German authorities are offering a reward of up to 100,000 euros ($105,000) for information leading to the arrest of a Tunisian man suspected of involvement in the Berlin Christmas-market attack, identifying him as 24-year-old Anis Amri.
In a statement issued on December 21, the Federal Prosecutor's Office warned that the suspect could be "dangerous and armed," and urged members of the public to notify police if they see him.
The statement said a search for Amri was under way, with support from police forces in all of Germany's 16 federal states.
Twelve people were killed and 48 wounded in the truck attack on a Christmas market late on December 19.
German media have reported that the Tunisian suspect has used various identities since coming to Germany in 2015.
Earlier, Ralf Jaeger, the interior minister in the German state of North Rhine-Westphalia where the suspect had lived, said the suspect's asylum request had been rejected and that he was due to be flown back to Tunisia in August but didn't have the necessary papers to be returned.
He added that the suspect was known by Germany's counterterrorism center and his case discussed by intelligence officials as recently as last month.
Jaeger said that legal proceedings against the man had been opened on the suspicion that he was planning a "serious crime."
German authorities are focusing their search in western Germany, where the suspect was registered in a refugee center near the Dutch border.
French President Francois Hollande said on December 21 that his country's intelligence services were in "constant contact" with German officials.
A website linked to Islamic State (IS) extremist group has claimed responsibility for the December 19 attack.
In a December 20 statement, the Amaq website said, "The executor of the operation...in Berlin is a soldier of the Islamic State and he executed the operation in response to calls to target nationals of the coalition countries."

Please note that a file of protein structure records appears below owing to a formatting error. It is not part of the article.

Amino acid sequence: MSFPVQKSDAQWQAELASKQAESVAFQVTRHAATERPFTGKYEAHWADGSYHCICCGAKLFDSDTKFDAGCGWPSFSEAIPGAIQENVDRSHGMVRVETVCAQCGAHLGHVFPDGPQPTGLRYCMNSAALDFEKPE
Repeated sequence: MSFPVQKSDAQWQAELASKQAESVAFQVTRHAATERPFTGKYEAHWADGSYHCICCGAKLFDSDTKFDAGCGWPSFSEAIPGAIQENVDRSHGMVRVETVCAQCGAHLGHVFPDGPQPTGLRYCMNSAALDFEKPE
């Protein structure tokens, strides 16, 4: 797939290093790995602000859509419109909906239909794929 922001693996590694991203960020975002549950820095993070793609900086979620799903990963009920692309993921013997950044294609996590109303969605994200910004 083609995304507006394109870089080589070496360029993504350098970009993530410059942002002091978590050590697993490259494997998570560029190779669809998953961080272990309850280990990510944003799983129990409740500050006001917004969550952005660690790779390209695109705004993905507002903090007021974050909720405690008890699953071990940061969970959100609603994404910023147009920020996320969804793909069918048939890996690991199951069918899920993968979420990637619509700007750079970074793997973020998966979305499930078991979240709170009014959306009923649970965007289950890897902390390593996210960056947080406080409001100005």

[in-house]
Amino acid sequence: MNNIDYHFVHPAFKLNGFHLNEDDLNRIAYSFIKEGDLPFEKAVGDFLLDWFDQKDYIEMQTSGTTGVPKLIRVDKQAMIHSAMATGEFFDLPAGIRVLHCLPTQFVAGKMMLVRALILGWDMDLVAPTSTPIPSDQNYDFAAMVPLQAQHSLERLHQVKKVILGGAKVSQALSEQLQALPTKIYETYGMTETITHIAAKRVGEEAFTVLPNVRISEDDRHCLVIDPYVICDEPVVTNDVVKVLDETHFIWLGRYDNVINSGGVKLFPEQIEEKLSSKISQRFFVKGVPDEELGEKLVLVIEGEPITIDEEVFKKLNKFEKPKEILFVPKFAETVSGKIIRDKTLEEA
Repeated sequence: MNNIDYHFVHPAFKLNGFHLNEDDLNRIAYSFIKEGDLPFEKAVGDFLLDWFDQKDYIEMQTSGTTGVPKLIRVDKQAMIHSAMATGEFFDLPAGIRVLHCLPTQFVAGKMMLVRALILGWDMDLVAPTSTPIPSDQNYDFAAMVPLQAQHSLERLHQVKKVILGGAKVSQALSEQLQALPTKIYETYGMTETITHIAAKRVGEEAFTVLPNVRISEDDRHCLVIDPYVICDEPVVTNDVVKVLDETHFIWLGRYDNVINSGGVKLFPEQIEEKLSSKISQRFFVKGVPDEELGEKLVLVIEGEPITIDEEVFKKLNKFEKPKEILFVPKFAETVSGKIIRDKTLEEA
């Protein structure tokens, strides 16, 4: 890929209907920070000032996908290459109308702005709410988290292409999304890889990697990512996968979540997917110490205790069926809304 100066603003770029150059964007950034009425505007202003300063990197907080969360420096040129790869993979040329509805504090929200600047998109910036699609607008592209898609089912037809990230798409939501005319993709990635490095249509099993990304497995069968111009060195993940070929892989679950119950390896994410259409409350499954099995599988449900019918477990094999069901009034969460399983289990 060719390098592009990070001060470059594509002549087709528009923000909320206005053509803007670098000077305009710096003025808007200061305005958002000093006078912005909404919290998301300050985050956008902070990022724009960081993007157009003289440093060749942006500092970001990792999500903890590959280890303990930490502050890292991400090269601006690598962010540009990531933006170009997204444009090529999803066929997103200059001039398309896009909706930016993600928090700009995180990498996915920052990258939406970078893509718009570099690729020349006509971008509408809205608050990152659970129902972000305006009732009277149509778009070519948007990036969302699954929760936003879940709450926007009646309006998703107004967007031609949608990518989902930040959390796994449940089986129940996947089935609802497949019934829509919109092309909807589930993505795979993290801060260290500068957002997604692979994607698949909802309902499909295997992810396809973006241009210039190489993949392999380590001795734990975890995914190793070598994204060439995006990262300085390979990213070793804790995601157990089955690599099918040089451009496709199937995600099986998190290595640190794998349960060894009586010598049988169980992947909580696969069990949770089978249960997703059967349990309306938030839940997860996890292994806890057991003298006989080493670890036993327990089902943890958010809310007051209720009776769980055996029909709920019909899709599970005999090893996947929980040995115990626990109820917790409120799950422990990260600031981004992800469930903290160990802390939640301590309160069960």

A similar attack with a truck -- driven by a Tunisian man-- in the French resort city of Nice in July killed 86 people.
German authorities had initially arrested a Pakistani asylum seeker who had been the sole suspect in the case but prosecutors said they lacked evidence against the 23-year-old Pakistani man and released him.
German President Joachim Gauck visited some of the nearly 50 people who were injured in the incident. Officials said 14 people are considered to be in serious condition.
"My visit is a symbol of millions of people across our country taking an interest in the fate of the victims, and those who are fighting for their lives, and others who have a good chance to fully recover," Gauck said.
German Chancellor Angela Merkel has said the truck rampage, in which the vehicle plowed 80 meters through the crowd, "would be especially hard for us all to bear if it were confirmed that [the] person who committed this act was someone who sought protection and asylum" in Germany.
Merkel is under fire over her decision in 2015 to admit almost 900,000 migrants -- most from Syria, Iraq, and Afghanistan -- into Germany on humanitarian grounds as they backed up on southern EU borders.
The deadly attack at the Christmas market in the center of the German capital has shocked average Germans and angered Merkel's political opponents.
Police say the truck used in the attack was hijacked by the suspect from a Polish driver, who was found injured in the passenger's seat of the truck.
Police say he was alive at the time the truck drove into the shoppers at the Christmas market but medics were unable to save him.
The White House condemned "what appears to have been a terrorist attack" and said the "horrific incident" appeared to "target our way of life."
The U.S. State Department issued a European travel alert in November warning Americans of a "heightened risk of terrorist attacks throughout Europe, particularly during the holiday season," and urging "caution at holiday festivals, events, and outdoor markets."
Series Of Attacks
The attack in Berlin is the latest in a series of similar incidents in Germany since the summer.
In July, a 17-year-old claiming to be an Afghan asylum seeker attacked passengers on a Bavarian commuter train with an ax and a knife. A week later, a 27-year-old Syrian asylum seeker blew himself up outside a music venue in the Bavarian town of Ansbach, injuring more than a dozen people.
A 12-year-old boy with dual German-Iraqi citizenship also allegedly attempted to explode a nail bomb at a Christmas market in the western German city of Ludwigshafen a few weeks ago.
Christmas markets have a long history in Germany stretching back to the Middle Ages and have grown dramatically to become popular places to socialize -- to drink mulled wine and to eat snacks in the weeks running up to Christmas.
Security has been increased at Christmas markets all over Germany, where nearly every town and city has such a market during the holiday season.